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  1. #11
    Nerd King Usurper Edgar's Avatar
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    Quote Originally Posted by KDude View Post
    I've met plenty. Some were standard Protestants, while others formed their own denominations.. "Messianic" is what it's called. Although, they're Protestants, more or less.
    Jews believe that Messiah will bring peace on earth, not peace in the afterlife (as what Christians believe Jesus did). Hence, if a person believes in Jesus being the Messiah that person ceases to be Jewish (in a religious sense). All the "Jews for Jesus" stuff is a variation of evangelizing techniques designed to convert Jews to Christianity. Anyway, long story short, if you believe Jesus to be the Messiah, you are Christian.

    They just keep the Jewish culturalism flavor to their lives. I wonder why that even stopped. The first Christians were this way. In the New Testament, it was one of the more hotly debated subjects between James, Peter, and Paul on whether Christians could even be Gentiles. Now it's the other way around.
    When Christians started to evangelize to non-Jews, they adopted pagan holidays as Christian holidays so as to make the conversions easier.

    If you think about it, "Jews for Jesus" is the same approach. Keep the old traditions, just add Jesus into the mix.
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  2. #12
    Senior Member KDude's Avatar
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    Quote Originally Posted by Edgar View Post
    Jews believe that Messiah will bring peace on earth, not peace in the afterlife (as what Christians believe Jesus did). Hence, if a person believes in Jesus being the Messiah that person ceases to be Jewish (in a religious sense). All the "Jews for Jesus" stuff is a variation of evangelizing techniques designed to convert Jews to Christianity. Anyway, long story short, if you believe Jesus to be the Messiah, you are Christian.
    Ah, but the early Christians barely talked of afterlife. They said the "Kingdom of Heaven is upon you". Over and over again. Jesus himself would say that people of "this generation" would see his kingdom come to fruition. Whether he was mistaken is another matter, but it wasn't just heaven he talked about.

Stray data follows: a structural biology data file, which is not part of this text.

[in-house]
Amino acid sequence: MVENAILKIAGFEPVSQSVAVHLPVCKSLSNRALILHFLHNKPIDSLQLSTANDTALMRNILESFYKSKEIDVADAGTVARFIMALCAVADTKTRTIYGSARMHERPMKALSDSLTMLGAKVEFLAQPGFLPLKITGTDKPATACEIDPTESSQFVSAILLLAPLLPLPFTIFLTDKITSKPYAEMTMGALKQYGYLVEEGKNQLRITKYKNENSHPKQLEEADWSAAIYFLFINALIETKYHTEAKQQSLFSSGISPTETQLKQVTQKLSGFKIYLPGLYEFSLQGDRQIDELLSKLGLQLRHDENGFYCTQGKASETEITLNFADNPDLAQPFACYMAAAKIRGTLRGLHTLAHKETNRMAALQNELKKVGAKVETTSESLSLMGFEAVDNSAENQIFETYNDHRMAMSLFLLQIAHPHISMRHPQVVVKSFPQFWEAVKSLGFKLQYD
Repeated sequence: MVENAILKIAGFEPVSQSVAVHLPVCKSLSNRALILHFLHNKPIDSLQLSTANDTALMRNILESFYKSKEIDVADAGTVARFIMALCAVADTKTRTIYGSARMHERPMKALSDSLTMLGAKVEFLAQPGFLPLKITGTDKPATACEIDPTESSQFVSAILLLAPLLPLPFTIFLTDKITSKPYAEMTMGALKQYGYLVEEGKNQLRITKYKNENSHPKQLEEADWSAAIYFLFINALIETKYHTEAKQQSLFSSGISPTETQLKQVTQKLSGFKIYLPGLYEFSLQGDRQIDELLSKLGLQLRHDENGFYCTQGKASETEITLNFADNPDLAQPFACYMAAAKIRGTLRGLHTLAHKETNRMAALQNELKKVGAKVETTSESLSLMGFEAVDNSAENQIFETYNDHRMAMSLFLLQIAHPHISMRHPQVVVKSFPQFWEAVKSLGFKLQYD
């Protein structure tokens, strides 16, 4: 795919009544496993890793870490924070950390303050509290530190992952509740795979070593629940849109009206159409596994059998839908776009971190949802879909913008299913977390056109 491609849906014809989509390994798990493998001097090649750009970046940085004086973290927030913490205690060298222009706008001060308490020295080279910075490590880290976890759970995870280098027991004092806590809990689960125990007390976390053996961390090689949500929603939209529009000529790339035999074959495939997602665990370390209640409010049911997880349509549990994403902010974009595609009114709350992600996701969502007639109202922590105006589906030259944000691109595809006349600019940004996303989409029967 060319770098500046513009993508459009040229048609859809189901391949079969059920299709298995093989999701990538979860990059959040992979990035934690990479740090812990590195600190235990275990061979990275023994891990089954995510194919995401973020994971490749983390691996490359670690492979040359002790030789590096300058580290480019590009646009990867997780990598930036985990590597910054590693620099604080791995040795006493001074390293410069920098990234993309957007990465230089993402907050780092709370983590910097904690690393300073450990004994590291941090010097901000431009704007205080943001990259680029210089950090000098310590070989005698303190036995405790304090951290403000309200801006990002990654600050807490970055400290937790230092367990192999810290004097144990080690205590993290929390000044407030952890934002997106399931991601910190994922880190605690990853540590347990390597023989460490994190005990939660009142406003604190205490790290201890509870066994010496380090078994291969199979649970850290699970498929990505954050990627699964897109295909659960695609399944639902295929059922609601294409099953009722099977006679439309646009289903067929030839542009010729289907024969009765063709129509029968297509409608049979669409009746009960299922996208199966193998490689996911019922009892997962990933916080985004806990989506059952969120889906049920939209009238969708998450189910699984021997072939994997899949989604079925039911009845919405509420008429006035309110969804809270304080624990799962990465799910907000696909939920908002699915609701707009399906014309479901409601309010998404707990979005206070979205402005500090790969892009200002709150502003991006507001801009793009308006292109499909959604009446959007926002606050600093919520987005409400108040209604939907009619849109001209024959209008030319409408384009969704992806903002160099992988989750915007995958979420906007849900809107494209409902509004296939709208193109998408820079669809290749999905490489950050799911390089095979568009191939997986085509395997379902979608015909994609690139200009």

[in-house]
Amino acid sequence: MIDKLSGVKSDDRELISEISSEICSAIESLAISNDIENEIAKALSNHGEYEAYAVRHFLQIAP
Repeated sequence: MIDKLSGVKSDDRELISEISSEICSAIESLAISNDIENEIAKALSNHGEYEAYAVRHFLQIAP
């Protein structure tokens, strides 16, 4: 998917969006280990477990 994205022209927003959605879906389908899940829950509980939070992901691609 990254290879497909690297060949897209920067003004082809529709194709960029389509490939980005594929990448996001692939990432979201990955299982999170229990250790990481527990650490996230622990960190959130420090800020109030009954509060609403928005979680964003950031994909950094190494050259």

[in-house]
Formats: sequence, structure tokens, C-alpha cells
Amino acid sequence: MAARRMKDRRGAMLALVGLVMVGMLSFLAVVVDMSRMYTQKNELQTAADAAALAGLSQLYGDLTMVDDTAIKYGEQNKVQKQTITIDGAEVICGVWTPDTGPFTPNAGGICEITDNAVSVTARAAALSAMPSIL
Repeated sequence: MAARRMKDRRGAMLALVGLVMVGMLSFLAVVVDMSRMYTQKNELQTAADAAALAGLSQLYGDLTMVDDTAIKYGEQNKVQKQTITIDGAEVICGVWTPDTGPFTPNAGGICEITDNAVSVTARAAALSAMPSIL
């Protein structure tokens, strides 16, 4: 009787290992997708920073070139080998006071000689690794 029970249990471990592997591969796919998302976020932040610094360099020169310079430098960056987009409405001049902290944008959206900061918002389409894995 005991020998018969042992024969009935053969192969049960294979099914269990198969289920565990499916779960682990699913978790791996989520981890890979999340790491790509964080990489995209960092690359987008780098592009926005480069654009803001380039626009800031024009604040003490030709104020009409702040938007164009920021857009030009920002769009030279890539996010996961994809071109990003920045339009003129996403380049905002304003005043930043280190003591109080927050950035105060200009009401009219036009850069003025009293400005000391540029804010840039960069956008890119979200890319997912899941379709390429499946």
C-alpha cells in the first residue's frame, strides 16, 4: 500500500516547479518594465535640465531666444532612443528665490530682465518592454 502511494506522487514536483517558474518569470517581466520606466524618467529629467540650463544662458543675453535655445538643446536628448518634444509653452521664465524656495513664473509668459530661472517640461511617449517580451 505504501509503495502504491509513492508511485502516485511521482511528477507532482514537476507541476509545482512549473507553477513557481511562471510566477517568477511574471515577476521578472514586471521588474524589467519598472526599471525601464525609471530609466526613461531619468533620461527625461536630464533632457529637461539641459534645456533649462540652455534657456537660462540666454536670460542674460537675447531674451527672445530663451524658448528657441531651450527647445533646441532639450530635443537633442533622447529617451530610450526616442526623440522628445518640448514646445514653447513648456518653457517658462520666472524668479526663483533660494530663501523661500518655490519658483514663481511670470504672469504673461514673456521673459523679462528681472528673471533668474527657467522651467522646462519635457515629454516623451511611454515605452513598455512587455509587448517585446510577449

He also said it was a "kingdom within you" however - which meant there was a dual spiritual meaning - but it was very much something he advised to work towards in this life. He said "Don't look here or there. Do not listen when they say Come, the kingdom is over there.' The kingdom of God is within you."

    The early Christians also set themselves up against early powers, claiming their King was greater than Caesar. They literally believed this.. that they were part of a new kingdom.... which, in turn, got them killed. They weren't just a religious nuisance. They were a political nuisance (as were other Jewish factions). And they didn't exactly welcome that death. Various leaders like Peter and Paul expressed a lot of grief, telling their followers that they wish to be with them. They weren't in any hurry to get to heaven.

  3. #13
    Nerd King Usurper Edgar's Avatar
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    Quote Originally Posted by KDude View Post
    Ah, but the early Christians barely talked of afterlife. They said the "Kingdom of Heaven is upon you". Over and over again. Jesus himself would say that people of "this generation" would see his kingdom come to fruition. Whether he was mistaken is another matter, but it wasn't just heaven he talked about.
    Sounds like the Jews who believed Jesus to be the Messiah actually jumped the gun (as per Jewish beliefs anyway), but instead of admitting they jumped the gun, they became Christians instead.

    Here's an excerpt from Wikipedia about cognitive dissonance:

    The Belief Disconfirmation Paradigm
    Dissonance is aroused when people are confronted with information that is inconsistent with their beliefs. If the dissonance is not reduced by changing one's belief, the dissonance can result in misperception or rejection or refutation of the information, seeking support from others who share the beliefs, and attempting to persuade others to restore consonance.
    An early version of cognitive dissonance theory appeared in Leon Festinger's 1956 book, When Prophecy Fails. This book gave an inside account of the increasing belief which sometimes follows the failure of a cult's prophecy. The believers met at a pre-determined place and time, believing they alone would survive the Earth's destruction. The appointed time came and passed without incident. They faced acute cognitive dissonance: had they been the victim of a hoax? Had they donated their worldly possessions in vain? Most members chose to believe something less dissonant: the aliens had given earth a second chance, and the group was now empowered to spread the word: earth-spoiling must stop. The group dramatically increased their proselytism despite the failed prophecy.
    [12]
    Listen to me, baby, you got to understand, you're old enough to learn the makings of a man.

  4. #14
    Sniffles
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    Quote Originally Posted by Edgar View Post
    Here:
    http://en.wikipedia.org/wiki/Jewish_Christian

    Now there have been heretical movements called "Judaizers" that have tried to align Christian teaching and practice with those of Judaism.